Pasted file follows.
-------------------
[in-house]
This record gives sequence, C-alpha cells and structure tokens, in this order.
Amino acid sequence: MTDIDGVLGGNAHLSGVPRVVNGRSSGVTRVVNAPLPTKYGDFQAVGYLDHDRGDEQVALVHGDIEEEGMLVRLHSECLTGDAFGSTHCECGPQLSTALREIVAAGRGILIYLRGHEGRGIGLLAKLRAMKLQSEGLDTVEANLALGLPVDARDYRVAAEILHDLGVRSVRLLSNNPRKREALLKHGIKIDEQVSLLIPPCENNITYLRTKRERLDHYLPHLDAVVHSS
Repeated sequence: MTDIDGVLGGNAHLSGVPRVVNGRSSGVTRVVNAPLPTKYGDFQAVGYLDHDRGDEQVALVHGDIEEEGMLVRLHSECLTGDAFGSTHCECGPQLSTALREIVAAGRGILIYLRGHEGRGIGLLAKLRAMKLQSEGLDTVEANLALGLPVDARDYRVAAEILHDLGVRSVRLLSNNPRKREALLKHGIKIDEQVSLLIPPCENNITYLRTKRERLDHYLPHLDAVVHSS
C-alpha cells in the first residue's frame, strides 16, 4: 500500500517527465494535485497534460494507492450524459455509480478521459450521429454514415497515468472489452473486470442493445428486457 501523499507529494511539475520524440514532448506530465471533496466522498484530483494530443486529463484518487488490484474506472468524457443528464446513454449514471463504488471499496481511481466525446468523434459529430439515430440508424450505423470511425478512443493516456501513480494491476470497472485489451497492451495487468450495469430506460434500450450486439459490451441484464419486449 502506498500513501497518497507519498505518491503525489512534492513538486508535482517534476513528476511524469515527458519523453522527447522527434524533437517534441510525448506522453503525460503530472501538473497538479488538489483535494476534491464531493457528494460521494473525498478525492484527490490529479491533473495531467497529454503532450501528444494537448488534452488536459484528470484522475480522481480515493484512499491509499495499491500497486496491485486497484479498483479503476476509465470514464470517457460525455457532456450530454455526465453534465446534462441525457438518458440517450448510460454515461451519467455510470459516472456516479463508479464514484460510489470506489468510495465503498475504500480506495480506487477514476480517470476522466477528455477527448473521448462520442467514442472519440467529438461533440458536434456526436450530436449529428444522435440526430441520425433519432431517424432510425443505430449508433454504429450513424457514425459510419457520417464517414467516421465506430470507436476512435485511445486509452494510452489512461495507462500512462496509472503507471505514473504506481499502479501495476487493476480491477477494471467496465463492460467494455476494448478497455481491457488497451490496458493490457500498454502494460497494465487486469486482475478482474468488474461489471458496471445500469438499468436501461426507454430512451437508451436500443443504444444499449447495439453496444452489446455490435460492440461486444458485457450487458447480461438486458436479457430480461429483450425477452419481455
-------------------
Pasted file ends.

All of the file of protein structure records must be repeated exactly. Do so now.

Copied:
[in-house]
This record gives sequence, C-alpha cells and structure tokens, in this order.
Amino acid sequence: MTDIDGVLGGNAHLSGVPRVVNGRSSGVTRVVNAPLPTKYGDFQAVGYLDHDRGDEQVALVHGDIEEEGMLVRLHSECLTGDAFGSTHCECGPQLSTALREIVAAGRGILIYLRGHEGRGIGLLAKLRAMKLQSEGLDTVEANLALGLPVDARDYRVAAEILHDLGVRSVRLLSNNPRKREALLKHGIKIDEQVSLLIPPCENNITYLRTKRERLDHYLPHLDAVVHSS
Repeated sequence: MTDIDGVLGGNAHLSGVPRVVNGRSSGVTRVVNAPLPTKYGDFQAVGYLDHDRGDEQVALVHGDIEEEGMLVRLHSECLTGDAFGSTHCECGPQLSTALREIVAAGRGILIYLRGHEGRGIGLLAKLRAMKLQSEGLDTVEANLALGLPVDARDYRVAAEILHDLGVRSVRLLSNNPRKREALLKHGIKIDEQVSLLIPPCENNITYLRTKRERLDHYLPHLDAVVHSS
C-alpha cells in the first residue's frame, strides 16, 4: 500500500517527465494535485497534460494507492450524459455509480478521459450521429454514415497515468472489452473486470442493445428486457 501523499507529494511539475520524440514532448506530465471533496466522498484530483494530443486529463484518487488490484474506472468524457443528464446513454449514471463504488471499496481511481466525446468523434459529430439515430440508424450505423470511425478512443493516456501513480494491476470497472485489451497492451495487468450495469430506460434500450450486439459490451441484464419486449 502506498500513501497518497507519498505518491503525489512534492513538486508535482517534476513528476511524469515527458519523453522527447522527434524533437517534441510525448506522453503525460503530472501538473497538479488538489483535494476534491464531493457528494460521494473525498478525492484527490490529479491533473495531467497529454503532450501528444494537448488534452488536459484528470484522475480522481480515493484512499491509499495499491500497486496491485486497484479498483479503476476509465470514464470517457460525455457532456450530454455526465453534465446534462441525457438518458440517450448510460454515461451519467455510470459516472456516479463508479464514484460510489470506489468510495465503498475504500480506495480506487477514476480517470476522466477528455477527448473521448462520442467514442472519440467529438461533440458536434456526436450530436449529428444522435440526430441520425433519432431517424432510425443505430449508433454504429450513424457514425459510419457520417464517414467516421465506430470507436476512435485511445486509452494510452489512461495507462500512462496509472503507471505514473504506481499502479501495476487493476480491477477494471467496465463492460467494455476494448478497455481491457488497451490496458493490457500498454502494460497494465487486469486482475478482474468488474461489471458496471445500469438499468436501461426507454430512451437508451436500443443504444444499449447495439453496444452489446455490435460492440461486444458485457450487458447480461438486458436479457430480461429483450425477452419481455